What forms of transferable knowledge does this take?

Really pleased that we were able to carry out this workshop at the ACM Interaction Design and Children conference in June 2020, in Virtual-London 😉

To read about the discussions that this workshop generated, please visit the Inclusive education technologies website. A very big thanks to the workshop participants and co-organisers for being part of it.

A video study on AAC use in conversations

line drawing of two girls facing each other with their eye gaze devices mounted in front of them. Their deivces are blocking their view of each other.

 

I’m so delighted to share details of my first full paper co-authored with Mina Vasalou and Mike Clarke. It’s to appear in the CHI 2018 proceedings and has been awarded an honourable mention.

 

Design Opportunities for AAC and Children with Severe Speech and Physical Impairments

 

My PhD project is loosely split into three slices which inform each other. The first slice investigates how high tech AAC devices are used in conversations involving children and adults in school, with design implications in mind. The second slice is exploring how communication manifests more broadly; with and without technology. The focus is on how children with severe speech and physical impairments communicate meanings about themselves and their lives. The third slice is looking at representing this information from a child-centred perspective with empathy. The broader goal is to generate a tool for design that prompts new ways of thinking about how digital technologies can advance communication. (wow. my whole phd in six sentences 😉 )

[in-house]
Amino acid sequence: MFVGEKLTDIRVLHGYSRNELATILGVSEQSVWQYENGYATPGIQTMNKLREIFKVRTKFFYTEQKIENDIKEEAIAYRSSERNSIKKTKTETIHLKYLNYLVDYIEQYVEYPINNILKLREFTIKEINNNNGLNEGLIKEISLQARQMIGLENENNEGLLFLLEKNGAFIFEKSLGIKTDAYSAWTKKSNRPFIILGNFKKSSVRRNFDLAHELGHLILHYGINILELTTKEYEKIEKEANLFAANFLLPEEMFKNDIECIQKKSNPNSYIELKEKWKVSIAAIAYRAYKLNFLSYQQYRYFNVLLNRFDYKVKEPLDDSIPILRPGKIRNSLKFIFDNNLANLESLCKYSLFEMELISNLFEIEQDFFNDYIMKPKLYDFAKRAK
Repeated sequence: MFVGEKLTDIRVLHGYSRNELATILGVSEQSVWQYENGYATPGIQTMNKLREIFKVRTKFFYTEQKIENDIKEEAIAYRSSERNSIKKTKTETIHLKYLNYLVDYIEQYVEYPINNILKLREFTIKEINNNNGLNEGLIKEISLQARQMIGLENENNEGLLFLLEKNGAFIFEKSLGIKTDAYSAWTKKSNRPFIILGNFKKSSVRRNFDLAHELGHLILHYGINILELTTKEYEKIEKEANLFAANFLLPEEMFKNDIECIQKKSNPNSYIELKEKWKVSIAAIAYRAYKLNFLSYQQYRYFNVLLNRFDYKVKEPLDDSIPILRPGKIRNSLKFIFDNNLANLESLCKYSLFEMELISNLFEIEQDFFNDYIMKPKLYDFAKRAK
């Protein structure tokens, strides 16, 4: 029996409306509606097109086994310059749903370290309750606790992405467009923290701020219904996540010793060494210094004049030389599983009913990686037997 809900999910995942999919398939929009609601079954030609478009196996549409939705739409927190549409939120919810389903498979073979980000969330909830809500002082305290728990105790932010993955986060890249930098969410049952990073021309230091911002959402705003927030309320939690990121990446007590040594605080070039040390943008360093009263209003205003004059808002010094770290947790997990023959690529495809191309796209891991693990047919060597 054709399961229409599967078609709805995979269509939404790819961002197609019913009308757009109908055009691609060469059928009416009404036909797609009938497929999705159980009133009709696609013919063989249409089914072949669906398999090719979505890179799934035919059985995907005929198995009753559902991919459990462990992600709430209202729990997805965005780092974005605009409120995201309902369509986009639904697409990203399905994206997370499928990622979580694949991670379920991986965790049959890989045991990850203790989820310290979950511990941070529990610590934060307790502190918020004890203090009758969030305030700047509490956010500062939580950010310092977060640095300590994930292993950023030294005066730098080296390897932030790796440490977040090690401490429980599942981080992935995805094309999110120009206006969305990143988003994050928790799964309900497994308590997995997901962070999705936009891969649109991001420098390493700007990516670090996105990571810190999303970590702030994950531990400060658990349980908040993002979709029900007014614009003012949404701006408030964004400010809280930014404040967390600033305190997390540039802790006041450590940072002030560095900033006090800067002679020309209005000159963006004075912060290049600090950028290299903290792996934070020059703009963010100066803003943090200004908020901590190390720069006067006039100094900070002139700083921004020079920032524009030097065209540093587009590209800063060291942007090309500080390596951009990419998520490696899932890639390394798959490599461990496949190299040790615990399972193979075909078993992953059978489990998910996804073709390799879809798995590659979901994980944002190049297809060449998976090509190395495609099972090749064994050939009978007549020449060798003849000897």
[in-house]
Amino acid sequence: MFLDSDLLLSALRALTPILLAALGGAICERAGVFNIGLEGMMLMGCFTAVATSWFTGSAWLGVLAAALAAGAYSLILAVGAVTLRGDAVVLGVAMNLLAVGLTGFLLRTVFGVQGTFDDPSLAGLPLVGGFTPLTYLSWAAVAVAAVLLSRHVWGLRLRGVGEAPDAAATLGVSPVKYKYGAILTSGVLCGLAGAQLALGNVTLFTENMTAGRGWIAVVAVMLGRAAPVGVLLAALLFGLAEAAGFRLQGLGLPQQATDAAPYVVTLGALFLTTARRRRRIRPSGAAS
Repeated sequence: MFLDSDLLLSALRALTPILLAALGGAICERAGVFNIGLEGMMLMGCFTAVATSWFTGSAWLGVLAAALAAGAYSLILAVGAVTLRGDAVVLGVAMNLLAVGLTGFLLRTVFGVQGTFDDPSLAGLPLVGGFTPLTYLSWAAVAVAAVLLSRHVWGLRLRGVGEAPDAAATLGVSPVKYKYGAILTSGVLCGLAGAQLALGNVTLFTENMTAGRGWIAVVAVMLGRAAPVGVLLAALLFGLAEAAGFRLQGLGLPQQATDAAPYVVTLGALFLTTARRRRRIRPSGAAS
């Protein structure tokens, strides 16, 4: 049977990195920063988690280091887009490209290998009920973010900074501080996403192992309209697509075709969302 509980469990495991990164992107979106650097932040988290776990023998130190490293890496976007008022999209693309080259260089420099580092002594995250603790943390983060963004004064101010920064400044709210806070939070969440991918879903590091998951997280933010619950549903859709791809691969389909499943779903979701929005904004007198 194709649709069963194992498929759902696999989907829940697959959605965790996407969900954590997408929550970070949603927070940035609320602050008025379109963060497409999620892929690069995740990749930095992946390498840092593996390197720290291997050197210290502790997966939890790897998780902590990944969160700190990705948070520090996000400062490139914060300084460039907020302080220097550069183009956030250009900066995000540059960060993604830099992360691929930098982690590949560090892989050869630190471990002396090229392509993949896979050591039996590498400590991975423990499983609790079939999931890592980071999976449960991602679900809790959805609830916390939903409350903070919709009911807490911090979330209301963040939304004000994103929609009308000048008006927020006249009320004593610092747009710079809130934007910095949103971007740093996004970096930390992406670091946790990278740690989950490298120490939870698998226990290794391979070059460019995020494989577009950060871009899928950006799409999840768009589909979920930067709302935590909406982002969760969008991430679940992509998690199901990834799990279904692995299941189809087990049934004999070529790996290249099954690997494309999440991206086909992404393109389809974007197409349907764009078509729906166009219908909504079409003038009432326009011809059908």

The paper documents the first part of the project, examining how communication is created when AAC is present. I focus on analysing video data from conversations in school involving five child participants, their peers and adults. Please get in touch to share your thoughts.

 

line drawing of two girls facing each other with their eye gaze devices mounted in front of them. Their deivces are blocking their view of each other.